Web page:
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Top 10 dangerous goods safety issues

The Department of Mines and Petroleum has developed a summary of the top 10 non-compliances identified during safety inspections in WA in 2015-16.

Dangerous Goods Officers travel across Western Australia to ensure dangerous goods are stored handled and transported safely.

Following the program of inspections carried out in 2015-16, the department has developed a summary of the top 10 non-compliances to help educate dangerous goods sites and raise compliance levels.

10. Wrong Information on Licence (Regulation 44)

Circumstances that may require a change to the licence could include a change of business name, change of quantity of dangerous goods stored on site or additional types of dangerous goods stored on site.

For further information please see Notifying change of details for dangerous goods licences.

9. Notification to Neighbours (Regulation 76A)

Licenced dangerous goods sites are required to provide information to adjacent sites if the risks in relation to the dangerous goods could extend to that neighbouring site. Some examples of dangerous goods that can impact neighbours include toxic gases, such as ammonia and chlorine, and large flammable liquid storage facilities.

For further information please refer to Regulation 76A of the Dangerous Goods Safety (Storage and Handling of Non-explosives) Regulations 2007.

8. Dangerous Goods Register (Regulation 77)

Sites are required to have a dangerous goods register that lists relevant dangerous goods stored and handled at the site.

For further information please see chapter 3 of the Code of practice – Storage and handling of dangerous goods.

7. Material Safety Data Sheets (Various Regulations)

Material safety data sheets (MSDS) should be kept for all dangerous goods on site and they must be current.

For further information please see chapter 3 of the Code of practice – Storage and handling of dangerous goods.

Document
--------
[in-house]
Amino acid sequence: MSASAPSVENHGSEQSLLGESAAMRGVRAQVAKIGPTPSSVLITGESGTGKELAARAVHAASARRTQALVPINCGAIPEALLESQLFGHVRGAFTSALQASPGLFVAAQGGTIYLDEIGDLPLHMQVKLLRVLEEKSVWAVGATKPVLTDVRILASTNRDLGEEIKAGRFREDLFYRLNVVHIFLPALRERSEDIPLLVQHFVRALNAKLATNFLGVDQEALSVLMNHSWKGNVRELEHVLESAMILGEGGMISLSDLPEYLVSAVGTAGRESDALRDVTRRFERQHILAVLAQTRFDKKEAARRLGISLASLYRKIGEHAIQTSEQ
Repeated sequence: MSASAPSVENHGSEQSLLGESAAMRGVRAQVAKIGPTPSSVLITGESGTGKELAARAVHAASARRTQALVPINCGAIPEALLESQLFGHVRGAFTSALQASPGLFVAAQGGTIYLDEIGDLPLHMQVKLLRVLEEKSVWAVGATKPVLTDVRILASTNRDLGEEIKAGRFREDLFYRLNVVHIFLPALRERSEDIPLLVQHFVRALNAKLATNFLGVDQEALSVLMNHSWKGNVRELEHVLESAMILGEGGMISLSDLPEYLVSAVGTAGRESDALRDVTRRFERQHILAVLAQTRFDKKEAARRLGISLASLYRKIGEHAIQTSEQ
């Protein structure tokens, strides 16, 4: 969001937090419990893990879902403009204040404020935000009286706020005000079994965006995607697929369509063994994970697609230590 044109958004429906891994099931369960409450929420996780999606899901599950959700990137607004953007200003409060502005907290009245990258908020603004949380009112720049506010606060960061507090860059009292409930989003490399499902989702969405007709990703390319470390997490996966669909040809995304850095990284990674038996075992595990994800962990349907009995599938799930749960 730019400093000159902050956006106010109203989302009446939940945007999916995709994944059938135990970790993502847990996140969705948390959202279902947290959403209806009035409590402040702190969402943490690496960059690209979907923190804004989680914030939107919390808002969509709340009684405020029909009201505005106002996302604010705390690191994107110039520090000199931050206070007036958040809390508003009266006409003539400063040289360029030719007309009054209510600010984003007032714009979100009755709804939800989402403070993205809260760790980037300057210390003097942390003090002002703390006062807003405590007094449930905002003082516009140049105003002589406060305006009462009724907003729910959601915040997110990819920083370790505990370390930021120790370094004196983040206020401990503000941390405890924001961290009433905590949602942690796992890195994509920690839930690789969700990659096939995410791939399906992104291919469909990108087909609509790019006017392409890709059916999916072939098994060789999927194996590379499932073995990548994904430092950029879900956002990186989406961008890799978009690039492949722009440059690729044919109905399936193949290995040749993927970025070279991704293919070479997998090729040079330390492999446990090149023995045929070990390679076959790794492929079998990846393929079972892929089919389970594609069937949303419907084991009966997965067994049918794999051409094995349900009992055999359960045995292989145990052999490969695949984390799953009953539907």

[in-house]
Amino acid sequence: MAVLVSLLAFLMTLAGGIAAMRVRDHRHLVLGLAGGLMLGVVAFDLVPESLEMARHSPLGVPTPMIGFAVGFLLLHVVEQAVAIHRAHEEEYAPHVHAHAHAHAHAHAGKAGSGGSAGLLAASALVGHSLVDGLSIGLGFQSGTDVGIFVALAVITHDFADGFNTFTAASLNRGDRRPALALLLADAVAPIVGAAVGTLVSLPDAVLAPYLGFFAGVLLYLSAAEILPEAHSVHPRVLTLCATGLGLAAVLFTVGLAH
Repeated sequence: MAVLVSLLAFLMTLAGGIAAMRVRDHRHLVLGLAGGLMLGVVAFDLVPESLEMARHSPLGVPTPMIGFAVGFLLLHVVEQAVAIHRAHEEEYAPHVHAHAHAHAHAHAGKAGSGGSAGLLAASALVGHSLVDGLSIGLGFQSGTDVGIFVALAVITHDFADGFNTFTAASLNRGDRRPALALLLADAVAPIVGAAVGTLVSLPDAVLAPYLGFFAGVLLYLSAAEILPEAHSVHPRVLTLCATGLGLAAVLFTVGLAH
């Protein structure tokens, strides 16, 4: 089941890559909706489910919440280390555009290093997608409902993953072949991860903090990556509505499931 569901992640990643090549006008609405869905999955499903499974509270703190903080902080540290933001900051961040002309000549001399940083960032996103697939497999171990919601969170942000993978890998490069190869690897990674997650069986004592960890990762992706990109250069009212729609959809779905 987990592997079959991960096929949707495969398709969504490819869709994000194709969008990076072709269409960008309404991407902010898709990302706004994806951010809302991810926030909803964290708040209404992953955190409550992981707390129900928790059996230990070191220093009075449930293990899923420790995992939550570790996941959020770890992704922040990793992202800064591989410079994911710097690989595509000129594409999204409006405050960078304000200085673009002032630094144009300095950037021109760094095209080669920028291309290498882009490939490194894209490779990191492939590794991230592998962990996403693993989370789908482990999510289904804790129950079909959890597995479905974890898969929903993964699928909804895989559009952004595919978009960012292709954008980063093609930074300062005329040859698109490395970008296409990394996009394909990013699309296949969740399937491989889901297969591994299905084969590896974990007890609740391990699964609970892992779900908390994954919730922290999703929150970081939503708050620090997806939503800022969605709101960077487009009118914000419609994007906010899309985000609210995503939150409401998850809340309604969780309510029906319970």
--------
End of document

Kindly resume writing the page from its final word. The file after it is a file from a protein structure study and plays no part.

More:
6. Segregation (Regulation 52)

Segregation is another important risk control measure to ensure safety on sites with dangerous goods. Seek specialist advice if you are in doubt about which dangerous goods require segregation.

For further information please see chapter 6.9 of the Code of practice – Storage and handling of dangerous goods.

5. Induction/Training/Supervision (Regulation 81)

It is a legal requirement that an operator of a dangerous goods site provides training to personnel on site handling dangerous goods and maintains a record of the training performed.

For further information please see chapter 15 of the Code of practice – Storage and handling of dangerous goods.

4. Control of Fire Hazards (Regulation 67)

It is a requirement that where reasonably practicable all steps are taken to control any potential fire hazards near dangerous goods storage areas.

For further information please see chapter 4.4 of the Code of practice – Storage and handling of dangerous goods.

3. Emergency Plan (Regulation 75)

The procedures should be prepared for the likely scenarios that could occur on site such as fires, spills, burns, etc. In addition the emergency plan should include contact details for any person that could be required in an incident, such as managers, emergency services and utility providers.

For further information please see Emergency Plans. 

2. Risk Assessment (Regulation 48)

Dangerous goods sites must have a risk assessment for goods stored and handled on site. A risk assessment can be in the form of a compliance check against an appropriate approved code of practice such as an Australian Standard.

For further information please see Risk assessment for dangerous goods – guidance note.

1. Manifest/Site Plan (Regulation 78)

A dangerous goods site must have a manifest and site plan. It is important to get the site plan and manifest right as the Department of Fire and Emergency Services relies on this information when responding to dangerous goods incidents at a site.

For further information please see Manifest and site plan requirements for dangerous goods sites – guidance note.

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